To our beloved Temple Beth Tikvah community:
Dave and I would like to wish each of you and your families a joyful and happy Passover, or in Hebrew: !שמח חג (a happy Chag). I would also like to engage you in one of Passover’s oldest and most encouraged traditions; to pose a couple of questions for your consideration:
- Does Moses’ name appear in the Passover Haggadah?
- If so, why, or if not, why not?
And most of you who know me by now, will probably guess my response, “well, that depends on who you ask….” I will add to my usual response that, “it also depends on in which of the Haggadot (plural for Haggadah) you are looking at” (go ahead, check out your own copy, then your parent’s and/or your grandparent’s copies).
In every Haggadah, at the very end of the recital of the Magid section, we read:
“In every generation, each person is to see him or herself as having personally come out of Egypt…For God did not deliver only our ancestors, but delivered ALL OF US along with them.”
“In every generation each person is to show him or herself…as having personally been a slave and having personally gone forth to freedom”
—Mishneh Torah, Hilchot Hametz Umatza 7:6
“But Where’s Moses?” Asks Rabbi Shlomo Yaffe in one of Chabad’s wonderful online teaching pages.
“In the Haggadah…Moses appears not at all. Why? Are we not leaving out the most important individual in the whole Exodus?!”
Rabbi Yaffe’s answer to his own question goes beyond the “yes” or “no” of Moses’ appearance, or lack of, in the Haggadah. He teaches that the most important point in the Passover story is that our “redemption” did not happen just long ago. Redemption is an ongoing endeavor, continuing throughout every stage in our lives and human history.
“Talking about Moses fixes the Exodus as a point in history. But Passover is not just about what was—it’s about what is, now….”
Thus fixing and associating the Exodus as a triumphant event associated with one extraordinary individual—even Moses himself—contradicts the focus of this holiday. On Passover we focus on our faith and trust in our own individual partnership with God, not in one human being—even an exceptional human like Moses. That is why Moses’ name is omitted from traditional Haggadot.
“Bubbkes!” says David Arnow, PhD in, The Passover Haggadah: Moses and the Human Role in Redemption (well, he didn’t really say “Bubbkes.” I added it for the “chuckle effect.” He refers to it as the more tactful, “curious myth”). For example, the 14th century Sarajevo Haggadah, the oldest surviving illuminated manuscript, includes this verse from Exodus:
“…and when Israel saw the great hand which the Lord had wielded against the Egyptians, the people feared the Lord; they had faith in God and in God’s servant Moses” (u’v’Moshe avdo).
What we are to learn from the inclusion of Moses in that Haggadah is that both God (superior entity) and Moses (our human representative), have a hand in our own redemption from Egypt. We can never forget the role of human intervention in any redemptive process, even on the night of the Passover when we celebrate the work of God’s, “strong hand and outstretched arm” (be’yad chazakah u’vizroah netuya).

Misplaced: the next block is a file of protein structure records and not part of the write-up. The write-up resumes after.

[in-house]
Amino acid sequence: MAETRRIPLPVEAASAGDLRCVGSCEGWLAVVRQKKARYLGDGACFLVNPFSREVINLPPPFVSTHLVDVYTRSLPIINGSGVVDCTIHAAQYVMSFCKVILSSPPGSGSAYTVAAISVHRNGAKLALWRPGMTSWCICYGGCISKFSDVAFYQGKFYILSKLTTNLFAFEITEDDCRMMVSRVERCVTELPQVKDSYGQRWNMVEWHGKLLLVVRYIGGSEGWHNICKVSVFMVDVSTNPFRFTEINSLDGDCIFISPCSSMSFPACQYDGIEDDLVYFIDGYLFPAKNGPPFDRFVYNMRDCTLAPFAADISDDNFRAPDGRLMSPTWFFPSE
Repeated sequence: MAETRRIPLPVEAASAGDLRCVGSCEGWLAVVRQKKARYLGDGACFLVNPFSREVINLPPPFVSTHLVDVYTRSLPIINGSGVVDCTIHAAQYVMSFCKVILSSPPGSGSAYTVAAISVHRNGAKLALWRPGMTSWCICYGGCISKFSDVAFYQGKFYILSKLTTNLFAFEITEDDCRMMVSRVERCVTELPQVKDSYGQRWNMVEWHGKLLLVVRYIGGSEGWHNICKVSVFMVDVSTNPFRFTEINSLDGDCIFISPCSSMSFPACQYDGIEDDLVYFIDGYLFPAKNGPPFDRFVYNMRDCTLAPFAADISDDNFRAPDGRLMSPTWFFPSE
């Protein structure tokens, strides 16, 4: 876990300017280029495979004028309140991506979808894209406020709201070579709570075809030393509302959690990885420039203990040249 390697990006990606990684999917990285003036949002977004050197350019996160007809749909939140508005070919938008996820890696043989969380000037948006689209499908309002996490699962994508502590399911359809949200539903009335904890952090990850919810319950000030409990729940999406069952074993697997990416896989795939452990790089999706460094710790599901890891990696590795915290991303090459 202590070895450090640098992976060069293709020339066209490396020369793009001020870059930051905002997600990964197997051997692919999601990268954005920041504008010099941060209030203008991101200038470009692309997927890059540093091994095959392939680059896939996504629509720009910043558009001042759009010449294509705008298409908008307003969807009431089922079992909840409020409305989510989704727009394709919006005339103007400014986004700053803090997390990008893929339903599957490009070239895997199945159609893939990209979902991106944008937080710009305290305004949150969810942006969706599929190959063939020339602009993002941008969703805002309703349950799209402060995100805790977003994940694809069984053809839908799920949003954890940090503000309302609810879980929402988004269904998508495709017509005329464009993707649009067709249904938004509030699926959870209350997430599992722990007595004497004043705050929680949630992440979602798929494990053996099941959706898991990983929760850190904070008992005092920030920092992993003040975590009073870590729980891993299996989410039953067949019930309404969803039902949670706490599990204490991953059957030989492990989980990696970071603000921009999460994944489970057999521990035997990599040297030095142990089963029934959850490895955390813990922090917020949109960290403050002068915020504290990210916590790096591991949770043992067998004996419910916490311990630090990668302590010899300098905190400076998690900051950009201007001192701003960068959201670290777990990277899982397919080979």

The Hebrew word for Egypt, Mitzrayim, literally means “narrow places.” Mitzrayim was a narrow and confining place for the Israelites. Not only physically, but also emotionally and spiritually as well. Thus we each have to consider the gift we are given each year; the opportunity to focus on our own source for confining, narrow mindedness. Every year Passover gives us the power to escape the personal bondage of habit and inclination.
In other words, as I mentioned at the beginning, there is more than “one, true way” to celebrate and interpret our tradition.
At your Seder, whether you use a Haggadah that does mention Moses’ name, or one that doesn’t, I think it is up to each of us to engage our children in conversation and teach one of Passover’s most important messages: that we each get an opportunity to choose to redeem ourselves from unhealthy sources of slavery. From common traps like, “the God of Perfection” (perfect body, perfect SAT scores, and so on), or from the enslavement to bad habits (smoking, overeating, substance abuse, and so on), from enslavement to toxic relationships with other human beings, and from Mitzrayim (my term for worshiping “The God of smartphones”—but that’s a discussion for another teaching…).
My point is that “enslavement” is not a constant in our history. Our ancestors broke free and so can we. The way to examine and free ourselves from slavery is by seeking and finding help. Yes, in days of old we had the “winning duo” of God and Moses; together they brought our ancient people out of slavery in Egypt. So here’s one last Passover question for you:
Who ya gonna call? Who would be your partner, your agent on your own journey to freedom?
And as you sit down to a delicious Seder in your lovely home on Friday evening, keep an eye out for Moses in your Haggadah. If you can’t find him in yours, then drop by my office; I have a whole collection of Haggadot from different parts of the world and from different eras. Moses has to be in at least one of them.
Again, I wish you all Chag Aviv Sa’meach; a happy renewed journey into springtime.
Your loving rabbi,
Rabbi/Cantor Meeka Simerly